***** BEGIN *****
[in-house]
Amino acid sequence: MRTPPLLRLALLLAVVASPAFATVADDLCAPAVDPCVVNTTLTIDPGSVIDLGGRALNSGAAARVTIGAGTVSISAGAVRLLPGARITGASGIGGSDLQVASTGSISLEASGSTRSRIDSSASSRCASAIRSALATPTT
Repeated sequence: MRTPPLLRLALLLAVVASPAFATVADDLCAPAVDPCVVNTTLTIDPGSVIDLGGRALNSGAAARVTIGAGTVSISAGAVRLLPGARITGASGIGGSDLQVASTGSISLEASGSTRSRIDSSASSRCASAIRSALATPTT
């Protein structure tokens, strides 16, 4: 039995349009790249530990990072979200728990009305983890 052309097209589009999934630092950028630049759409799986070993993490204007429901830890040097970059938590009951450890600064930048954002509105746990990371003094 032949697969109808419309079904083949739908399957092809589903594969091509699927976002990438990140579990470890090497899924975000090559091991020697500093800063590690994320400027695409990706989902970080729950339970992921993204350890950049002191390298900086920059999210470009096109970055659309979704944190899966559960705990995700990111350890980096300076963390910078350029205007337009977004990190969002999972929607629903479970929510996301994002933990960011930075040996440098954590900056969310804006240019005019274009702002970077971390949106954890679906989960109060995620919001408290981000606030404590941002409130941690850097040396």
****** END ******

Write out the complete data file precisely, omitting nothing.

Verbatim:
[in-house]
Amino acid sequence: MRTPPLLRLALLLAVVASPAFATVADDLCAPAVDPCVVNTTLTIDPGSVIDLGGRALNSGAAARVTIGAGTVSISAGAVRLLPGARITGASGIGGSDLQVASTGSISLEASGSTRSRIDSSASSRCASAIRSALATPTT
Repeated sequence: MRTPPLLRLALLLAVVASPAFATVADDLCAPAVDPCVVNTTLTIDPGSVIDLGGRALNSGAAARVTIGAGTVSISAGAVRLLPGARITGASGIGGSDLQVASTGSISLEASGSTRSRIDSSASSRCASAIRSALATPTT
């Protein structure tokens, strides 16, 4: 039995349009790249530990990072979200728990009305983890 052309097209589009999934630092950028630049759409799986070993993490204007429901830890040097970059938590009951450890600064930048954002509105746990990371003094 032949697969109808419309079904083949739908399957092809589903594969091509699927976002990438990140579990470890090497899924975000090559091991020697500093800063590690994320400027695409990706989902970080729950339970992921993204350890950049002191390298900086920059999210470009096109970055659309979704944190899966559960705990995700990111350890980096300076963390910078350029205007337009977004990190969002999972929607629903479970929510996301994002933990960011930075040996440098954590900056969310804006240019005019274009702002970077971390949106954890679906989960109060995620919001408290981000606030404590941002409130941690850097040396």